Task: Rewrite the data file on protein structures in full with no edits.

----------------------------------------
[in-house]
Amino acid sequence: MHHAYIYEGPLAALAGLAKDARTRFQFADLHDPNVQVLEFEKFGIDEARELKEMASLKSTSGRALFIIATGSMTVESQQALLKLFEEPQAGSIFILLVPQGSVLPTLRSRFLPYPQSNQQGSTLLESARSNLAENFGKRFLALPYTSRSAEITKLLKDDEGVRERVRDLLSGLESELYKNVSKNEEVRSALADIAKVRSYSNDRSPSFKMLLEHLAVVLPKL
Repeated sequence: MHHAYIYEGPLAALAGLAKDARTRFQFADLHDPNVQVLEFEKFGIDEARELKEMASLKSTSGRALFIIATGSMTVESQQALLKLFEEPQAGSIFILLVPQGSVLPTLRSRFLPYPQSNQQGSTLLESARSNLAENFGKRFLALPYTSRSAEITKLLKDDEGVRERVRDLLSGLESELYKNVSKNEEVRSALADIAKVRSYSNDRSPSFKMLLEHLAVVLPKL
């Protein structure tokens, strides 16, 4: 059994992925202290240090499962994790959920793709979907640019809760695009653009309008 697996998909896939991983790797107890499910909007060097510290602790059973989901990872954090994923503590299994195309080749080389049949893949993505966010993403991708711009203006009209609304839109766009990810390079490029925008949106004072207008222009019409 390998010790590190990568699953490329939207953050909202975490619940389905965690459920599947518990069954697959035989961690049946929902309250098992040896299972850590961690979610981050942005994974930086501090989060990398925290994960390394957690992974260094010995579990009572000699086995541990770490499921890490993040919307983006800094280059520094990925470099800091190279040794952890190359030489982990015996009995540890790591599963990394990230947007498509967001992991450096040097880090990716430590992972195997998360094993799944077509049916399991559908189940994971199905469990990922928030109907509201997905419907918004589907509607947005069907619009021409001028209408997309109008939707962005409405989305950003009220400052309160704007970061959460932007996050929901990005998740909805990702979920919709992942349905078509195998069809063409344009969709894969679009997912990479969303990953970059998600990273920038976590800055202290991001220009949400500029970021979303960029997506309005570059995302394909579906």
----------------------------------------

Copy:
[in-house]
Amino acid sequence: MHHAYIYEGPLAALAGLAKDARTRFQFADLHDPNVQVLEFEKFGIDEARELKEMASLKSTSGRALFIIATGSMTVESQQALLKLFEEPQAGSIFILLVPQGSVLPTLRSRFLPYPQSNQQGSTLLESARSNLAENFGKRFLALPYTSRSAEITKLLKDDEGVRERVRDLLSGLESELYKNVSKNEEVRSALADIAKVRSYSNDRSPSFKMLLEHLAVVLPKL
Repeated sequence: MHHAYIYEGPLAALAGLAKDARTRFQFADLHDPNVQVLEFEKFGIDEARELKEMASLKSTSGRALFIIATGSMTVESQQALLKLFEEPQAGSIFILLVPQGSVLPTLRSRFLPYPQSNQQGSTLLESARSNLAENFGKRFLALPYTSRSAEITKLLKDDEGVRERVRDLLSGLESELYKNVSKNEEVRSALADIAKVRSYSNDRSPSFKMLLEHLAVVLPKL
């Protein structure tokens, strides 16, 4: 059994992925202290240090499962994790959920793709979907640019809760695009653009309008 697996998909896939991983790797107890499910909007060097510290602790059973989901990872954090994923503590299994195309080749080389049949893949993505966010993403991708711009203006009209609304839109766009990810390079490029925008949106004072207008222009019409 390998010790590190990568699953490329939207953050909202975490619940389905965690459920599947518990069954697959035989961690049946929902309250098992040896299972850590961690979610981050942005994974930086501090989060990398925290994960390394957690992974260094010995579990009572000699086995541990770490499921890490993040919307983006800094280059520094990925470099800091190279040794952890190359030489982990015996009995540890790591599963990394990230947007498509967001992991450096040097880090990716430590992972195997998360094993799944077509049916399991559908189940994971199905469990990922928030109907509201997905419907918004589907509607947005069907619009021409001028209408997309109008939707962005409405989305950003009220400052309160704007970061959460932007996050929901990005998740909805990702979920919709992942349905078509195998069809063409344009969709894969679009997912990479969303990953970059998600990273920038976590800055202290991001220009949400500029970021979303960029997506309005570059995302394909579906």